Wednesday, July 7, 2010

A century later, Punjab wants $150 million from Canada for a historical wrong

A century later, Punjab wants $150 million from Canada for a historical wrong

... except that they can't prove that it was a wrong committed by the federal or provincial governments.

There is a line that we should be drawing when it comes to "redressing historical wrongs". Personally, I think that the appropriate line falls somewhere around redressing stuff that the government ACTUALLY did, assuming it was outside of the prevailing attitude of the day.

For example - federal government turning back the boat according to established policy at the time - not wrong. Federal government turning back the boat because they couldn't pay an entry tax? Wrong. We won't know what was exactly the problem at the time, other than the policy specifically being applied. It could have been that the $15,000 was a portion of the charter fee due upon arrival. We may never know what exactly this part of the story was.

But in the end, we don't need to know. The ship was turned back for procedural reasons, not for lack of money. It may have been a tragedy what happened to the passengers upon return to Southeast Asia, but it is certainly nothing that we need apologize for a century after the fact, and it's certainly nothing that the federal government should be paying compensation over.

After all, if you pay compensation to these victims, do you also pay compensation and apologize to the Germans dispossessed during the First World War? Do you also apologize and pay compensation to detained German and Japanese during the Second World War? Where does it stop? At what point do was say "What's history is history. Enough"? I think that time is now.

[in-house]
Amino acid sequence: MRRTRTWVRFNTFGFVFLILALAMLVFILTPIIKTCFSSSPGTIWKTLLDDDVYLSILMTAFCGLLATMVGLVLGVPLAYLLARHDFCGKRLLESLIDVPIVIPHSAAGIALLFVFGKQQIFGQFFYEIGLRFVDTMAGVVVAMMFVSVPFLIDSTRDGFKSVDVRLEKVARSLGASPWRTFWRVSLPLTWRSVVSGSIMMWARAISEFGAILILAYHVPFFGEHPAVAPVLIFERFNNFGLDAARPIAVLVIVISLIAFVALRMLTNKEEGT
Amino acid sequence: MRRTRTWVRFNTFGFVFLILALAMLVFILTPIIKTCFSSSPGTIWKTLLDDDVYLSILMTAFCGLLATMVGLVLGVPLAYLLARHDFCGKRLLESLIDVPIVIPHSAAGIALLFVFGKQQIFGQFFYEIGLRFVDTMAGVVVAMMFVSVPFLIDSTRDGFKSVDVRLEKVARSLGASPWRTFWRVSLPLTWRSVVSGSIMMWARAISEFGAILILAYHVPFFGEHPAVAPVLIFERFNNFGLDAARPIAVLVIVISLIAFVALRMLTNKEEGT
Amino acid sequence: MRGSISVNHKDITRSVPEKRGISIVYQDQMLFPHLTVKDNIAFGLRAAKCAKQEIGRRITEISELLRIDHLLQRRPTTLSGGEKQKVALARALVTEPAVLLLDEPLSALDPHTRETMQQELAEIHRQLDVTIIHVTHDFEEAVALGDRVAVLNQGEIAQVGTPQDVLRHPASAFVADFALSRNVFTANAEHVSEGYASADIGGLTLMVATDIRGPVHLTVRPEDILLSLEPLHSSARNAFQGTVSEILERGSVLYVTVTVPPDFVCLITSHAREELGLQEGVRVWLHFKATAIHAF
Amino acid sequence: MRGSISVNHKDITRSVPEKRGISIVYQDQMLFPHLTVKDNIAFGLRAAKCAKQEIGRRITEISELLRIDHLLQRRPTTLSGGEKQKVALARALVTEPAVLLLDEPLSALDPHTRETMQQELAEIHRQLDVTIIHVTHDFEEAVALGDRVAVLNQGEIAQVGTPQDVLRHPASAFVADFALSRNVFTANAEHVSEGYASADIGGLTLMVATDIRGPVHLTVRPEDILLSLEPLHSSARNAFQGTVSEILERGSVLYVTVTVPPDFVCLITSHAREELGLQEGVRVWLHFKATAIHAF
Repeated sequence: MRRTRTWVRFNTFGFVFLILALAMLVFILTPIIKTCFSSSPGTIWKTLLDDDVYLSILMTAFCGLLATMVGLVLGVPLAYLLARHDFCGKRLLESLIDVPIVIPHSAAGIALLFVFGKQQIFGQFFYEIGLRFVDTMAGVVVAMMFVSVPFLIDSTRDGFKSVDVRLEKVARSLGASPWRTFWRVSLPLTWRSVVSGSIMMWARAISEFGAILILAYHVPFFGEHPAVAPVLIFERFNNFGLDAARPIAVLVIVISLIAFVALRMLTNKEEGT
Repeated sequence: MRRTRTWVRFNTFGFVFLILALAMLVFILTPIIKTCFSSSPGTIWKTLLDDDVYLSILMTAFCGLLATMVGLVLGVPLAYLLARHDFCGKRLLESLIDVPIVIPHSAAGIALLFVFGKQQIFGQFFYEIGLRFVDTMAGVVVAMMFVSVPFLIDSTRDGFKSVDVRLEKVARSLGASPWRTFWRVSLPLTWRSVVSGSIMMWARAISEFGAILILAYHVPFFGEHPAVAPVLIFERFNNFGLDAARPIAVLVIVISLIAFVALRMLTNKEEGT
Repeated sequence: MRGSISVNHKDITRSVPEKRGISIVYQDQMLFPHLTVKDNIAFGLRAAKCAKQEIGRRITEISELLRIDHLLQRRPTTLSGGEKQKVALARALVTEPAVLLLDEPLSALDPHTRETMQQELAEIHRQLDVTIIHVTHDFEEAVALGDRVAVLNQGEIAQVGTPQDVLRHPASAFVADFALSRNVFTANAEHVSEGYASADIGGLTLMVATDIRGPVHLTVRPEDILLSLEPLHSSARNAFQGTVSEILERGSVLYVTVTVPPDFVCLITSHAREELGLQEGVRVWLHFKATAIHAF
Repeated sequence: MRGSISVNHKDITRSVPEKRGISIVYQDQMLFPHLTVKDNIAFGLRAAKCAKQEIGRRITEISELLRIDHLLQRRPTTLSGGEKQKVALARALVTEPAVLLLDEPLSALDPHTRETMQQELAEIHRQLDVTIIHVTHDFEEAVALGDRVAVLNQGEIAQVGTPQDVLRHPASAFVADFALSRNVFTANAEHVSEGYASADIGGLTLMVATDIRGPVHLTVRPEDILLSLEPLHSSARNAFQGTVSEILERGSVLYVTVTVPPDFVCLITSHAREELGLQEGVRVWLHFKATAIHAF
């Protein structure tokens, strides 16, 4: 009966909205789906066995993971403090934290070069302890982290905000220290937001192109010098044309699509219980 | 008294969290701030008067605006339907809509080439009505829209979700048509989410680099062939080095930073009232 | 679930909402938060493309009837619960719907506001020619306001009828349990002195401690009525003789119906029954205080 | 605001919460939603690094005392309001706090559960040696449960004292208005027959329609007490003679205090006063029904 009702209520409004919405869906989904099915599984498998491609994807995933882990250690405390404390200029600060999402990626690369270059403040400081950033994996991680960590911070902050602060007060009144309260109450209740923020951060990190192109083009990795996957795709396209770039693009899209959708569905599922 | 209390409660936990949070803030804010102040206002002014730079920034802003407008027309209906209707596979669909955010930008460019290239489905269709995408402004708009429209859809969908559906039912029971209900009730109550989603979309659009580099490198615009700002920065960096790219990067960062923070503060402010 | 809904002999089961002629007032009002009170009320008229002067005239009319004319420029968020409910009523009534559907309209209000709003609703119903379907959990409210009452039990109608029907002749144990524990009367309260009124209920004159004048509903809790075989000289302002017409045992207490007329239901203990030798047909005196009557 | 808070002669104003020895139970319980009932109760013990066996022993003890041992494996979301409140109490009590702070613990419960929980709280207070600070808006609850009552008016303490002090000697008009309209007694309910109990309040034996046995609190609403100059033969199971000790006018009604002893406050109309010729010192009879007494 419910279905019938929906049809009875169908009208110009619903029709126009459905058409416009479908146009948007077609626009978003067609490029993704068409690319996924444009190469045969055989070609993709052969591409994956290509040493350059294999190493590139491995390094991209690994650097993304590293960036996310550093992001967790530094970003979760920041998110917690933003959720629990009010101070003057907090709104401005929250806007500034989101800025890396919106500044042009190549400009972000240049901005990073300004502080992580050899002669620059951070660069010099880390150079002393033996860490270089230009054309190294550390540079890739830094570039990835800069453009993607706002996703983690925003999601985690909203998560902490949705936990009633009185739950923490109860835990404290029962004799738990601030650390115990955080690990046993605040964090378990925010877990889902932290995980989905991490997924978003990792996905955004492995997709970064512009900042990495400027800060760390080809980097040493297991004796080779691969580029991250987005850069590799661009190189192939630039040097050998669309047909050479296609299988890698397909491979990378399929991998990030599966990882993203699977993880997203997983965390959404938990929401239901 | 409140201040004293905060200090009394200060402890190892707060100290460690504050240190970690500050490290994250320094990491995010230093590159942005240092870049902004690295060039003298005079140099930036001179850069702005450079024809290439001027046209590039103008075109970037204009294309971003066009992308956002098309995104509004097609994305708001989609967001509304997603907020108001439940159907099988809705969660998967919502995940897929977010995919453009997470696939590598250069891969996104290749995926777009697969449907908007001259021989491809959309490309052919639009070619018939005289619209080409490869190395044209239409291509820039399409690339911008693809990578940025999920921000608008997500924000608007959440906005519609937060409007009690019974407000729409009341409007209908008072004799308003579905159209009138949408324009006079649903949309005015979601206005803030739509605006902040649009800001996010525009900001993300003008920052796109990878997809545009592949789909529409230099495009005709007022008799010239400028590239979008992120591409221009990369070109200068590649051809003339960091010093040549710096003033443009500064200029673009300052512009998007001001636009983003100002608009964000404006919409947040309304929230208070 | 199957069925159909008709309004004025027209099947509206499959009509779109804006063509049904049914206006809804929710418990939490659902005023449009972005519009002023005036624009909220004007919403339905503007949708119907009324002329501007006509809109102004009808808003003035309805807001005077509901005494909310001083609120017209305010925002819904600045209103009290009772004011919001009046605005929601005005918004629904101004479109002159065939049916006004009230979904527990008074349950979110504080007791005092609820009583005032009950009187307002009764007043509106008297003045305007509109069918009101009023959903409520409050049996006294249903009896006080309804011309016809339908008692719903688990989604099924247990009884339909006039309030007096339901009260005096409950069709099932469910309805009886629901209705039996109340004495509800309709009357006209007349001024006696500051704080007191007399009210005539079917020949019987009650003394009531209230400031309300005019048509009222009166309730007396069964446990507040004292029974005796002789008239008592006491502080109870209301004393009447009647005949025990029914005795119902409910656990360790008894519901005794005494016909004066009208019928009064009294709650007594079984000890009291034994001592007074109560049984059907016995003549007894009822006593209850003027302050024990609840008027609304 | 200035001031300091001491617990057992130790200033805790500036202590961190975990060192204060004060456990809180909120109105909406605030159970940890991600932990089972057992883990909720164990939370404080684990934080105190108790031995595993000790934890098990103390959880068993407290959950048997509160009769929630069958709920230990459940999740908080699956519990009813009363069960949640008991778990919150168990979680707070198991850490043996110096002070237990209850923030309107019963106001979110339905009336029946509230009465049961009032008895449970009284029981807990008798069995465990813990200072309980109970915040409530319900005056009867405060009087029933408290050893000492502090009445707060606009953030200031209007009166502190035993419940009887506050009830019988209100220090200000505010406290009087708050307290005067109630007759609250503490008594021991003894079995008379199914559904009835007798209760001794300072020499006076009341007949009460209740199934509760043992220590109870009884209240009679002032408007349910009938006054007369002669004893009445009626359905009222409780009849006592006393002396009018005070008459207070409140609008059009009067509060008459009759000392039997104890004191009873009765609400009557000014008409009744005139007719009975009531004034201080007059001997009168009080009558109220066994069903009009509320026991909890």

1 comment:

  1. Considering that police have used agent provocateurs in the past, why would a protest group capitulate to what could very well be false threats only to be effectively silenced when their voice is most able to be heard? Protests groups feed off of the publicity drawn by the G8/G20 and similar summits. If all it takes to shut protests down is a publicized threat from "anarchists", then we have a serious problem with the timidity of a Canadian public tasked with holding their representatives to account.

    What really should have happened is what often happens with the 420 annualized protest in Vancouver, BC. There, police and protest organizers communicate and work together to effectively quell violence, both potential and occurring. Police and protesters there (well, actually they are more rally attendants) do not necessarily work hand in hand but there is an effort made from both sides to preserve the peace rather than escalate a situation needlessly. While many people at the 420 rally smoke pot, police recognize that value of not engaging these people en masse in a violent fashion. It's simple, damned common sense!

    There was no effort at all made like this in Toronto. Police were there in battle readiness from the word go and it was made so bloody obvious, it nearly made my eyes bleed. As mentioned in another comment I posted here, a disturbing pattern during these protests at summits is that police attack peaceful protesters and very often look on as violent protesters wreak havoc.